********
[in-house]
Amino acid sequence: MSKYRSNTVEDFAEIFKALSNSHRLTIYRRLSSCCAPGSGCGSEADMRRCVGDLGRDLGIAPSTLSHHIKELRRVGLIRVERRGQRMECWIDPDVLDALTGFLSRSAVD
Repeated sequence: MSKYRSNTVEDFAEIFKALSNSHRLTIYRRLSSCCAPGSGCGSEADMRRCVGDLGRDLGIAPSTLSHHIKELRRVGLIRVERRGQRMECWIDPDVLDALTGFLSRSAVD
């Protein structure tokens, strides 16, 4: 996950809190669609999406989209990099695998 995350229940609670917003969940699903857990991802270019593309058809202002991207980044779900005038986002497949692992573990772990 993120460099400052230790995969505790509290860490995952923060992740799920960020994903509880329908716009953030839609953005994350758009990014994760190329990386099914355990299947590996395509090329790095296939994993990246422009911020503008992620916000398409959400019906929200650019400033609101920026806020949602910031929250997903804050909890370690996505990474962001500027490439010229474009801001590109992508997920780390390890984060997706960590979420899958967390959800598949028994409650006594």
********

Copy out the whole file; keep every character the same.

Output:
[in-house]
Amino acid sequence: MSKYRSNTVEDFAEIFKALSNSHRLTIYRRLSSCCAPGSGCGSEADMRRCVGDLGRDLGIAPSTLSHHIKELRRVGLIRVERRGQRMECWIDPDVLDALTGFLSRSAVD
Repeated sequence: MSKYRSNTVEDFAEIFKALSNSHRLTIYRRLSSCCAPGSGCGSEADMRRCVGDLGRDLGIAPSTLSHHIKELRRVGLIRVERRGQRMECWIDPDVLDALTGFLSRSAVD
């Protein structure tokens, strides 16, 4: 996950809190669609999406989209990099695998 995350229940609670917003969940699903857990991802270019593309058809202002991207980044779900005038986002497949692992573990772990 993120460099400052230790995969505790509290860490995952923060992740799920960020994903509880329908716009953030839609953005994350758009990014994760190329990386099914355990299947590996395509090329790095296939994993990246422009911020503008992620916000398409959400019906929200650019400033609101920026806020949602910031929250997903804050909890370690996505990474962001500027490439010229474009801001590109992508997920780390390890984060997706960590979420899958967390959800598949028994409650006594």